In the era of the Cold War, America had a ruthless and efficient intelligence gathering network entrusted with guarding the nation from outside threats. That was then . . . Tom Stafford is an independent contractor -- a former CIA case officer doing outsourced intelligence work for an agency stripped of its assets and power and rendered impotent. An anonymous "shadow warrior," he must now slip below the radar to uncover, target, and neutralize a bombmaker tied to the world's most feared terrorist organization before the assassin launches multiple deadly attacks against the U.S. and the West. At the same time, Stafford must mount a clandestine war against the Company itself -- because, for some mysterious, seemingly inexplicable reason, the people at the very top of the Central Intelligence Agency want him to fail . . .
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May 31, 2006
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Excerpt from Direct Action by John Weisman
On 21 September 1995, at 11:47 A.M., five senior officers from the Central Intelligence Agency's Directorate of Operations--the CIA's clandestine service--quietly gathered in room 4D-627A, one of the sensitive compartmentalized information facilities colloquially known as bubble rooms, on the fourth floor of the headquarters building at Langley, Virginia. The Agency was still reeling from the February 1994 arrest of Aldrich Hazen Ames. Ames, an alcoholic, money-hungry wreck of a career case officer, had betrayed dozens of America's most valuable Russian agents to the KGB, resulting in their arrests and executions. He had also handed over many of CIA's technical tradecraft secrets and the identities of American undercover operatives.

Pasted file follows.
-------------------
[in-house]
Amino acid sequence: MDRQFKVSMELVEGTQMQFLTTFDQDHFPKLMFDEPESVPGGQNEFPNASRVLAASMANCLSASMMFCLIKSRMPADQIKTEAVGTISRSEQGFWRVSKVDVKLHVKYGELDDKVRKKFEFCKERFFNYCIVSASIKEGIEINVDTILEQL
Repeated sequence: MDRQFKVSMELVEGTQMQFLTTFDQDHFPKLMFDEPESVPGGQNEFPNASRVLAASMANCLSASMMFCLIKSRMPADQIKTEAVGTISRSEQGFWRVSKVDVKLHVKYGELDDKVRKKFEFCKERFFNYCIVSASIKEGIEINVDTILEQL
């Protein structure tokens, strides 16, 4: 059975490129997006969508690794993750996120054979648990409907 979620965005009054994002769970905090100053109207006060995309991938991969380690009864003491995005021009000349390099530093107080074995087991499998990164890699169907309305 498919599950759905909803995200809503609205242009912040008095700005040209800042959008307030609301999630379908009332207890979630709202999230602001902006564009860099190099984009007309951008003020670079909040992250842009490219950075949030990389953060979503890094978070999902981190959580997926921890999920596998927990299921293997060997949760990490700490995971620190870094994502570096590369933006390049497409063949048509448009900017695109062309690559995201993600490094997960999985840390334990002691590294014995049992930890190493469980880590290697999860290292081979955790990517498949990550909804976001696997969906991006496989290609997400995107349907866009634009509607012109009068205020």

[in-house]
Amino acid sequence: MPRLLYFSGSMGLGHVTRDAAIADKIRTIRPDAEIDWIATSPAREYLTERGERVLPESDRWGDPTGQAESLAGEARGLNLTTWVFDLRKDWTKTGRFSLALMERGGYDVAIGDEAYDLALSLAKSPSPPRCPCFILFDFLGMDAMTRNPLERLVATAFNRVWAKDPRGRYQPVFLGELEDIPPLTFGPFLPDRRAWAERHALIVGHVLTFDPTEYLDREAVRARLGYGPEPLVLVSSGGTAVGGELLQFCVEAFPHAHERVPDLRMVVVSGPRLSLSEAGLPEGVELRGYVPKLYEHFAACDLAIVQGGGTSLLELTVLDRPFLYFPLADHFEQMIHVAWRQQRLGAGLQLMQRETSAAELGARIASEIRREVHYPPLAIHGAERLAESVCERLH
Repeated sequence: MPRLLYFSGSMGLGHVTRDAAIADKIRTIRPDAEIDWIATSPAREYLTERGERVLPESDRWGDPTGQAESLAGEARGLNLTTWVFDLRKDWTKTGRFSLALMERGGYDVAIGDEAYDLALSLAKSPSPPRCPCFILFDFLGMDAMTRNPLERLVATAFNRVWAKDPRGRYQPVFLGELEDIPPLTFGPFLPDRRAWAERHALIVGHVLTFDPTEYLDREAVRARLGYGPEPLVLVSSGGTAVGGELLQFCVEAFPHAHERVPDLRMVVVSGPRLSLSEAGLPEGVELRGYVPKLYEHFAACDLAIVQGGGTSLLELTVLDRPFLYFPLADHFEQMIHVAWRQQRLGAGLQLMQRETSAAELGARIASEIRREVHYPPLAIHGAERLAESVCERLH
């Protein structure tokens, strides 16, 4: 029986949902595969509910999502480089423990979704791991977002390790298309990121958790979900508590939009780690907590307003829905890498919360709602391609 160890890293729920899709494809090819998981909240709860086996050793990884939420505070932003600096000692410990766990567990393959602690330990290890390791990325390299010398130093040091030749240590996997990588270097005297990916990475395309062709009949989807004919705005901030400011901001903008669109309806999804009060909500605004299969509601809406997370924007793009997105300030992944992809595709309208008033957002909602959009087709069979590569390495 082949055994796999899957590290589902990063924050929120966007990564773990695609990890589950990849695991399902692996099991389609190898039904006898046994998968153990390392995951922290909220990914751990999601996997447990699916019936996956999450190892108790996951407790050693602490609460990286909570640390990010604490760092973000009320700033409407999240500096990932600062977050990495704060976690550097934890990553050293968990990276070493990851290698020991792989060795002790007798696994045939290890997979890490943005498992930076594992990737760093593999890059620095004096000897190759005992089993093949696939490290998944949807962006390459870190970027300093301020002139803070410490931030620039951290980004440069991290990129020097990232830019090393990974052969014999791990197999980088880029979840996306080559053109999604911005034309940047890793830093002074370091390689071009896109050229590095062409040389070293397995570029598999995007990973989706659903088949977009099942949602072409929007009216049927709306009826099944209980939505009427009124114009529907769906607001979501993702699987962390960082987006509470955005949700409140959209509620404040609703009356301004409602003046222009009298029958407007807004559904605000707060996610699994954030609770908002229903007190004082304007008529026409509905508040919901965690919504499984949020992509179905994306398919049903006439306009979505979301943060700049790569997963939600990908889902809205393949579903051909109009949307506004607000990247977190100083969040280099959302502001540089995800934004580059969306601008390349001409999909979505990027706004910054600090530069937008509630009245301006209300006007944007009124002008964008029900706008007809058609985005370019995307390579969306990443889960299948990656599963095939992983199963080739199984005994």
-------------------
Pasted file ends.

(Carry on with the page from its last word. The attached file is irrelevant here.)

Two of the clandestine officers at the meeting had been tasked with writing a Top Secret/Codeword damage assessment of the Ames debacle, a preliminary draft of which, at their peril, they were now sharing with three of their most trusted colleagues.
The assessment was grim. One had, it said, to assume that CIA had been completely penetrated because of Ames's treason. The Agency, therefore, was now transparent. Not only to the opposition, which still included Moscow, but to all of Moscow's current clients, including Libya, Syria, Sudan, Iraq, and--equally if not more critical--to the transnational terrorist organizations supported by those states. Transparency meant that the entire structure of the Directorate of Operations had to be considered as compromised; that every operation, every agent, every case officer was known to the opposition and its allies.